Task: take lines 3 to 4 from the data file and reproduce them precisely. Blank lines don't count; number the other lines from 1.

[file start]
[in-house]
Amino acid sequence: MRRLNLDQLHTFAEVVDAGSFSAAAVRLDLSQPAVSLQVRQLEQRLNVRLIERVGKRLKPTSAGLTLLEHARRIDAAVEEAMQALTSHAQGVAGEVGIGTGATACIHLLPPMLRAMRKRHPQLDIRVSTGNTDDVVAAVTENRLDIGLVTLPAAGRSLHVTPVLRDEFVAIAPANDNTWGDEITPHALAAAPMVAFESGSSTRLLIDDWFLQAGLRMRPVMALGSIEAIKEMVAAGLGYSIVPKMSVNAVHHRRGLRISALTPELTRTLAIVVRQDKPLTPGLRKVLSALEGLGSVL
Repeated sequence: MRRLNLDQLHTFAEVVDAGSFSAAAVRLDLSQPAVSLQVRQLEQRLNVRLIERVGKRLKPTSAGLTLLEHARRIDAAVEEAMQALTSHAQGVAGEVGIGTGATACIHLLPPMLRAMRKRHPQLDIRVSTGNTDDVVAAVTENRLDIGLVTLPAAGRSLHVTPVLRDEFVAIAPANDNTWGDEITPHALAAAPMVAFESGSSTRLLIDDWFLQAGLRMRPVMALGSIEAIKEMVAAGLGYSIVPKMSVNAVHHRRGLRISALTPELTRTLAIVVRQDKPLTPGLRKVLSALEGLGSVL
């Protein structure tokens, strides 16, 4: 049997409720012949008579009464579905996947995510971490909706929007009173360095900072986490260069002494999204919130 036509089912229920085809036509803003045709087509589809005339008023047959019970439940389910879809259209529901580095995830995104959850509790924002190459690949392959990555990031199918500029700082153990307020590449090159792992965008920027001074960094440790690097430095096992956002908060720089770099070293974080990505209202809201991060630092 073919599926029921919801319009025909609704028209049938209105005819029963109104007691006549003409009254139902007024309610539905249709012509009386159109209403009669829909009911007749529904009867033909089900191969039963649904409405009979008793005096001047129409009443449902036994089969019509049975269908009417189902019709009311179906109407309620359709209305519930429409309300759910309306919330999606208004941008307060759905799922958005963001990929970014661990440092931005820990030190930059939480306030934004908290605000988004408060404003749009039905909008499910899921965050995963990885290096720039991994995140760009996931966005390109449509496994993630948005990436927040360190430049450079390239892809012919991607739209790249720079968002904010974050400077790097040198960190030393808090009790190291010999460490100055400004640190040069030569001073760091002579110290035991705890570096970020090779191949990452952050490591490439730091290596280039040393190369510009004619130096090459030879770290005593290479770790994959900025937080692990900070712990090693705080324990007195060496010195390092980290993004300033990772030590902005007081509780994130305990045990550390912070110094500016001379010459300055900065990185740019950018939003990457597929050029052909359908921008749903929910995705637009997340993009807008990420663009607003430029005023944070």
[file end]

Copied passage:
Repeated sequence: MRRLNLDQLHTFAEVVDAGSFSAAAVRLDLSQPAVSLQVRQLEQRLNVRLIERVGKRLKPTSAGLTLLEHARRIDAAVEEAMQALTSHAQGVAGEVGIGTGATACIHLLPPMLRAMRKRHPQLDIRVSTGNTDDVVAAVTENRLDIGLVTLPAAGRSLHVTPVLRDEFVAIAPANDNTWGDEITPHALAAAPMVAFESGSSTRLLIDDWFLQAGLRMRPVMALGSIEAIKEMVAAGLGYSIVPKMSVNAVHHRRGLRISALTPELTRTLAIVVRQDKPLTPGLRKVLSALEGLGSVL
């Protein structure tokens, strides 16, 4: 049997409720012949008579009464579905996947995510971490909706929007009173360095900072986490260069002494999204919130 036509089912229920085809036509803003045709087509589809005339008023047959019970439940389910879809259209529901580095995830995104959850509790924002190459690949392959990555990031199918500029700082153990307020590449090159792992965008920027001074960094440790690097430095096992956002908060720089770099070293974080990505209202809201991060630092 073919599926029921919801319009025909609704028209049938209105005819029963109104007691006549003409009254139902007024309610539905249709012509009386159109209403009669829909009911007749529904009867033909089900191969039963649904409405009979008793005096001047129409009443449902036994089969019509049975269908009417189902019709009311179906109407309620359709209305519930429409309300759910309306919330999606208004941008307060759905799922958005963001990929970014661990440092931005820990030190930059939480306030934004908290605000988004408060404003749009039905909008499910899921965050995963990885290096720039991994995140760009996931966005390109449509496994993630948005990436927040360190430049450079390239892809012919991607739209790249720079968002904010974050400077790097040198960190030393808090009790190291010999460490100055400004640190040069030569001073760091002579110290035991705890570096970020090779191949990452952050490591490439730091290596280039040393190369510009004619130096090459030879770290005593290479770790994959900025937080692990900070712990090693705080324990007195060496010195390092980290993004300033990772030590902005007081509780994130305990045990550390912070110094500016001379010459300055900065990185740019950018939003990457597929050029052909359908921008749903929910995705637009997340993009807008990420663009607003430029005023944070």